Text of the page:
Perhaps you are wondering about whether every conversation with the therapist will be explicitly religious, or you are wondering about whether it has any value for people who are humanists, agnostics or atheists. The answer is that it doesn’t require theism. Many of the things that people will talk about have an implicit spirituality.

The example from my life, was a case of implicit spirituality. My psychiatrist could see someone in pain and in looking at the whole person, saw an important missing piece – spiritual grounding. He gently suggested a possible way to fill this void.

I am reminded of the words of Carl Jung, whose approach was very different from that of Freud with regard to religion. At my ordination the following reading from Jung was read:

“Among all my patients in the second half of life – that is to say, over 35 – there has not been one whose problem in the last resort was not that of finding a religious outlook on life. It is safe to say that every one of them fell ill because he had lost what the living religions of every age have given to their followers, and none of them has really been healed who did not regain his religious outlook.” – C.G. Jung, Modern Man in Search of a Soul

When addressing implicit spirituality, there are other ways to talk to the client. Here are some of Pargament’s suggestions:

  • One can talk about resources and pathways: What is your source of strength and courage; Where do you find peace; Who truly understands you; How do you find comfort when you are in need; For what are you deeply grateful; What sustains you in the midst of your troubles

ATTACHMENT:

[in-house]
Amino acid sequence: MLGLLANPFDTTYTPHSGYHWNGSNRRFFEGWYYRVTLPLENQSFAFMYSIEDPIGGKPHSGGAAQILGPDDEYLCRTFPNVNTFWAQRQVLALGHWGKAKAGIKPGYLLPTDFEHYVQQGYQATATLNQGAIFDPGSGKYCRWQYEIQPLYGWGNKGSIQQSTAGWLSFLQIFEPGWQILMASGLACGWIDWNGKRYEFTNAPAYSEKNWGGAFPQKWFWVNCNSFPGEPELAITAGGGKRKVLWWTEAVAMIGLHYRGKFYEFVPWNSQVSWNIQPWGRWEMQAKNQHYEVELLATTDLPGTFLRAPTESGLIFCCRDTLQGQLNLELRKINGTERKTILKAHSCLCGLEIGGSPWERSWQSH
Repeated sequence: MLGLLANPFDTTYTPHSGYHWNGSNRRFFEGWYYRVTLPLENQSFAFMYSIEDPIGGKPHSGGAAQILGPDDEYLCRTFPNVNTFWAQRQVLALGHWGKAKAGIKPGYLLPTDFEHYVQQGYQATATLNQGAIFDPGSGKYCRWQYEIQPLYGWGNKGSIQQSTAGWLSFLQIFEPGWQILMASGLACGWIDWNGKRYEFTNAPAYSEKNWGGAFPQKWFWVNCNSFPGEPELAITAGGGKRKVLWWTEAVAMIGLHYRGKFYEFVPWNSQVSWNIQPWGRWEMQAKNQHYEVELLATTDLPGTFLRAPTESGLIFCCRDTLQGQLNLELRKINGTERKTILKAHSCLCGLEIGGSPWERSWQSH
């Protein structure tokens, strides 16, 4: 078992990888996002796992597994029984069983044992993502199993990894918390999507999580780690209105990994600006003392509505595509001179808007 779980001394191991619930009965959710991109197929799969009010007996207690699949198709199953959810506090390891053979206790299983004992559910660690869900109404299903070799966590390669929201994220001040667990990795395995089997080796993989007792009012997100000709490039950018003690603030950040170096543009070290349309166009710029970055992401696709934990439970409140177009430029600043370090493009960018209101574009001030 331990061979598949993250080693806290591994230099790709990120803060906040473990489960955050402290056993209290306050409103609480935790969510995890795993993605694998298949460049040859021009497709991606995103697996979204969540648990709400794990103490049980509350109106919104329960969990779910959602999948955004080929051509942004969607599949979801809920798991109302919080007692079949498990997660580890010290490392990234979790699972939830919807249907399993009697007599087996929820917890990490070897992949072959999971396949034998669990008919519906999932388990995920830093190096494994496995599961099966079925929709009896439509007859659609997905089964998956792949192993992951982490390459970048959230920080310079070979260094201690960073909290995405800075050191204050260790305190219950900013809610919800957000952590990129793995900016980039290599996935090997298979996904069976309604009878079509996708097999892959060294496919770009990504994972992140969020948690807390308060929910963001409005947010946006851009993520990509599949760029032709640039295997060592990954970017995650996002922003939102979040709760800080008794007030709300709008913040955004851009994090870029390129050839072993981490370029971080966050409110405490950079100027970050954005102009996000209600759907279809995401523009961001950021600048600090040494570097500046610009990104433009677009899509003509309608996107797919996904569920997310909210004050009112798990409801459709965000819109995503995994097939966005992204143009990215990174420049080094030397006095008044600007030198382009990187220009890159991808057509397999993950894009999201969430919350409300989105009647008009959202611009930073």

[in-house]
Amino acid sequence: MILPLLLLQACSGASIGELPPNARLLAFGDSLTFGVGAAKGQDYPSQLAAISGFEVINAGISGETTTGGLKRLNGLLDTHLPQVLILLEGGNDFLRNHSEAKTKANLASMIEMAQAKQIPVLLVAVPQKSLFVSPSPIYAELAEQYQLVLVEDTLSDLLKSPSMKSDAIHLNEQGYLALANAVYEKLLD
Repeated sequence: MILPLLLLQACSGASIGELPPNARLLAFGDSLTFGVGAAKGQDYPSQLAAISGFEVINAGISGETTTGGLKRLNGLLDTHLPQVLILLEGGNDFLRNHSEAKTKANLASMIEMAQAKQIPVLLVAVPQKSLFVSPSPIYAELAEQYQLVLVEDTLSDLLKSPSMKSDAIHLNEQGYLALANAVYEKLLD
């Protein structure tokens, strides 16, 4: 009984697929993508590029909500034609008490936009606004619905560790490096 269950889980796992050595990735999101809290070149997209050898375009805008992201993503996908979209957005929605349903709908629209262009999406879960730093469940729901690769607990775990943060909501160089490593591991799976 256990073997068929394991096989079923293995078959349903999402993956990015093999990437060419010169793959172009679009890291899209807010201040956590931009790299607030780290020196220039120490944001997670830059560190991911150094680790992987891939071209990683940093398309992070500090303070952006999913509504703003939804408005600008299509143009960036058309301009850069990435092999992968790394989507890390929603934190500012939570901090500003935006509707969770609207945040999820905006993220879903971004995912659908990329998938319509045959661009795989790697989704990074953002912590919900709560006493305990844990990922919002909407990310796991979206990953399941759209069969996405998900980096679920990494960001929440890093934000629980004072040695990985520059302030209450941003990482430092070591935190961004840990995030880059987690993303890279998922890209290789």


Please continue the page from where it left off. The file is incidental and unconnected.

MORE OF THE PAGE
• One can talk of destinations: What are you striving for; Why is your presence in the world important; What legacy would you like to leave behind; How would you like people to remember you when you are gone; To what are you most devoted; Who is your true self; What do you put your faith and hope in; to whom do you express love; when have you felt most fully alive?
  • Or, one can talk about struggles and transformations: Deepest questions; what causes you despair; how has this experience changed you; what have you discovered about yourself that you find most disturbing; how has it shaken your faith; what are your deepest regrets; when have you experienced forgiveness?

Embedded in the psycho-spiritual questions are words that contain sacred qualities such as: peace, courage, solace, sustenance, devotion, faith, hope, love, letting go, forgiveness, regrets, despair and suffering.

Loss of sacred

Pargament explains, “People find their way into therapy presenting problems attributable in one way or another to that lost sense of the sacred, such as the depression that grows out of spiritual emptiness [he’s talking about me here], the anxiety that accompanies the feeling of life being lived inauthentically, and the pursuit of false god such as consumerism, workaholism, narcissism, nihilism, hedonism, and alcoholism – those destructive ‘isms’ of our times. Other false gods are: drugs, sex, anger, anxiety, possessions, money, people, fame, power, relationships. They are problematic because they are incapable of holding the sacred. And they confuse symbols of the divine with the divine itself. The result is a life dedicated to gods that diminish rather than enrich human experience.”

Creation of things of beauty